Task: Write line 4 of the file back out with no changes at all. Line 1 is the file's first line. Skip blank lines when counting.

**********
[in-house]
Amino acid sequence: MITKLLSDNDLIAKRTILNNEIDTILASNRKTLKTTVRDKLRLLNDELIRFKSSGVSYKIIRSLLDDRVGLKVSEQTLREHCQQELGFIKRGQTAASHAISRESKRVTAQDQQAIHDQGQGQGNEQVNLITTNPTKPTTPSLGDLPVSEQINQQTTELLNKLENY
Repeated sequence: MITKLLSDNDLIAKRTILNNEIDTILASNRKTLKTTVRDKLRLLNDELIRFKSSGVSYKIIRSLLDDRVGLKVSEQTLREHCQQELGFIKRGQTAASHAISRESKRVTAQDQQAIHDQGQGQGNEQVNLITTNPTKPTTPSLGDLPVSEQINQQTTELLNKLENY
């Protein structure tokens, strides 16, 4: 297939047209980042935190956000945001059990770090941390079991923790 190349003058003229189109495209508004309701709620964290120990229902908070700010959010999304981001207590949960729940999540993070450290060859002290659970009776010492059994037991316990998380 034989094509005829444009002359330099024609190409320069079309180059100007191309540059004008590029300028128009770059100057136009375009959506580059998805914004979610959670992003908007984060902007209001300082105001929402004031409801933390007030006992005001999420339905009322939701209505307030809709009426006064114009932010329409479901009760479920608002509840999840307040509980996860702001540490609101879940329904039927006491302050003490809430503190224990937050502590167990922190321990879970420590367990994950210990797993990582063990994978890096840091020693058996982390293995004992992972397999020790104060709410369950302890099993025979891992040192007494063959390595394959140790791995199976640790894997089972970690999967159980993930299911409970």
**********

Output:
């Protein structure tokens, strides 16, 4: 297939047209980042935190956000945001059990770090941390079991923790 190349003058003229189109495209508004309701709620964290120990229902908070700010959010999304981001207590949960729940999540993070450290060859002290659970009776010492059994037991316990998380 034989094509005829444009002359330099024609190409320069079309180059100007191309540059004008590029300028128009770059100057136009375009959506580059998805914004979610959670992003908007984060902007209001300082105001929402004031409801933390007030006992005001999420339905009322939701209505307030809709009426006064114009932010329409479901009760479920608002509840999840307040509980996860702001540490609101879940329904039927006491302050003490809430503190224990937050502590167990922190321990879970420590367990994950210990797993990582063990994978890096840091020693058996982390293995004992992972397999020790104060709410369950302890099993025979891992040192007494063959390595394959140790791995199976640790894997089972970690999967159980993930299911409970």